People v. Ingle Case Brief

Summary of People v. Ingle
36 NY2d 413(1975)

Facts: The accused, Roger Ingle, was pulled over in his car and found to be in possession of marijuana. His car was pulled over because of its unusual, but irrelevant appearance. The automobile appeared unusual due to its antiquity and condition. The officer asked then conducted a normal inspection of the car. Upon inspection of the car, the officer noticed the scent of marijuana and searched the car. The search revealed a marijuana pipe, a smoked joint and a bag containing marijuana. The defendant was then arrested and charged with possession of a dangerous substance.

Procedural History: The argument of the defense was that the arresting officer’s search and seizure of the automobile was not justified in that he did not have reasonable suspicion to first stop the vehicle and second search the vehicle. Prosecution argued that the officer was within his power and that police reserved the right to practice routine pullovers. The defendant was found guilty and the decision was upheld upon initial appeal to the Appellate Division. A second appeal was then granted to the New York Court of Appeals.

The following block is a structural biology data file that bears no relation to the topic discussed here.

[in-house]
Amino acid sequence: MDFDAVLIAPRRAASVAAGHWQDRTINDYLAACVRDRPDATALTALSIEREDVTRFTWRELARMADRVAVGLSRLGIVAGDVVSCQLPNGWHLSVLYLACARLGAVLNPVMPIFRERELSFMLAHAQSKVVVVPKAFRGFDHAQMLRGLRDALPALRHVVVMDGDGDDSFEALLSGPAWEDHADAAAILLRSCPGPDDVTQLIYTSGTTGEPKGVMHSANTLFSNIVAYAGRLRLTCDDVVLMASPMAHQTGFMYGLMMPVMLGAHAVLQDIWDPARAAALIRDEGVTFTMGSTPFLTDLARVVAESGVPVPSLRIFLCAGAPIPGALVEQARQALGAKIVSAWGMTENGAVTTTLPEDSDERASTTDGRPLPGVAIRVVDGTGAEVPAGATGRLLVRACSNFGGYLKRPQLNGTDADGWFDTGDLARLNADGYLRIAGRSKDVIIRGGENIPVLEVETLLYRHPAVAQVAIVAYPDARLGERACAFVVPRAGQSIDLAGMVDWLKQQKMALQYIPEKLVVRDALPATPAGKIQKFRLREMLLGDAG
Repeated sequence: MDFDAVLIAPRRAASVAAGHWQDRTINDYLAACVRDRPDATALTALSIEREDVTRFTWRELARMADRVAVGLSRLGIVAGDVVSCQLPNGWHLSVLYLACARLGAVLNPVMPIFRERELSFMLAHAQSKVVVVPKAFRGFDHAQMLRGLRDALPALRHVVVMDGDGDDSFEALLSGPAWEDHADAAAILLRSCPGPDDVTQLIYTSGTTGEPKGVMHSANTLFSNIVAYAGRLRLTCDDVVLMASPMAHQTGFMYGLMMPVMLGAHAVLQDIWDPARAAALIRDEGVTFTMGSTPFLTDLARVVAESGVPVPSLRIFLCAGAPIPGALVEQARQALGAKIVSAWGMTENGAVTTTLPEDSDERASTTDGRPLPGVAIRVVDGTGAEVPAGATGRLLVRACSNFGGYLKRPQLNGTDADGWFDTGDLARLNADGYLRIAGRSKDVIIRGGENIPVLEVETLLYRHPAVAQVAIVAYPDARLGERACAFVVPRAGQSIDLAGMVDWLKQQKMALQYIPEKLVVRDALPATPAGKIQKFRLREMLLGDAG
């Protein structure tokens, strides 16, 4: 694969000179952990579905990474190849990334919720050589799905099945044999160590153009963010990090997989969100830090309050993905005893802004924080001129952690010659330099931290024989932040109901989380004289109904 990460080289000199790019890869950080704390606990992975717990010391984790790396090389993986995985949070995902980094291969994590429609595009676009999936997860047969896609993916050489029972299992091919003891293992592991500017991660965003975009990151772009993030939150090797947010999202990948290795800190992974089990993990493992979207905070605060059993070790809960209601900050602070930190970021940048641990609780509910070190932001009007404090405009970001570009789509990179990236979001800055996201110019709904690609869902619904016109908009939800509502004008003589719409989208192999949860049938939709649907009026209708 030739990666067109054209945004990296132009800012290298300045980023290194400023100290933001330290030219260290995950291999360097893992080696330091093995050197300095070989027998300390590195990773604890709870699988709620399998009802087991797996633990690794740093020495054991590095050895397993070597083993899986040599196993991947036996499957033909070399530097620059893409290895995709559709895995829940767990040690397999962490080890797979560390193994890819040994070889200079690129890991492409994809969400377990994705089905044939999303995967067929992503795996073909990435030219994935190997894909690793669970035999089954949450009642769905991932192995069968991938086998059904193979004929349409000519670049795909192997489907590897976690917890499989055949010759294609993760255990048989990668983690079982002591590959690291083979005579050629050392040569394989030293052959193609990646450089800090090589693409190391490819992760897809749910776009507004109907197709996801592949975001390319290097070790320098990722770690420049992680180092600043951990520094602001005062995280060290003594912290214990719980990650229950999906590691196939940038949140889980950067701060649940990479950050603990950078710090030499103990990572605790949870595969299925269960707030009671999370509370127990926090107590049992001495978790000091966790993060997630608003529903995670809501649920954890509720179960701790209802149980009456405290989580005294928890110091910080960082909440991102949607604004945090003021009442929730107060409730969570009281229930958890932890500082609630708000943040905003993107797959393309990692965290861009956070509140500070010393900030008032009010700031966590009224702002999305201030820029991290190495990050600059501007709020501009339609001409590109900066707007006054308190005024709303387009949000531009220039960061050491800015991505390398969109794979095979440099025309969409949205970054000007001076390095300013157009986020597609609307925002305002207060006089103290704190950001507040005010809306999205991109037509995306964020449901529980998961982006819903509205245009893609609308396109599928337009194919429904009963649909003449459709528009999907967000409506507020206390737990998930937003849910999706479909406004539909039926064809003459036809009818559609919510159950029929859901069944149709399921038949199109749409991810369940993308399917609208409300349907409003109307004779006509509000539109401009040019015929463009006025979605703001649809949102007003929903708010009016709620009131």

Issue: Was the stop without reasonable suspicion exceeding the police officer’s power to detain?

Holding: The decision of the Appellate Division was overturned and the charges against the defendant were subsequently dismissed.

Rationale: The New York Court of Appeals held that police do not reserve the right to make random traffic stops without at least reasonable suspicion to do so. Therefore the evidence that was found during the search of the vehicle was ruled inadmissible as evidence.



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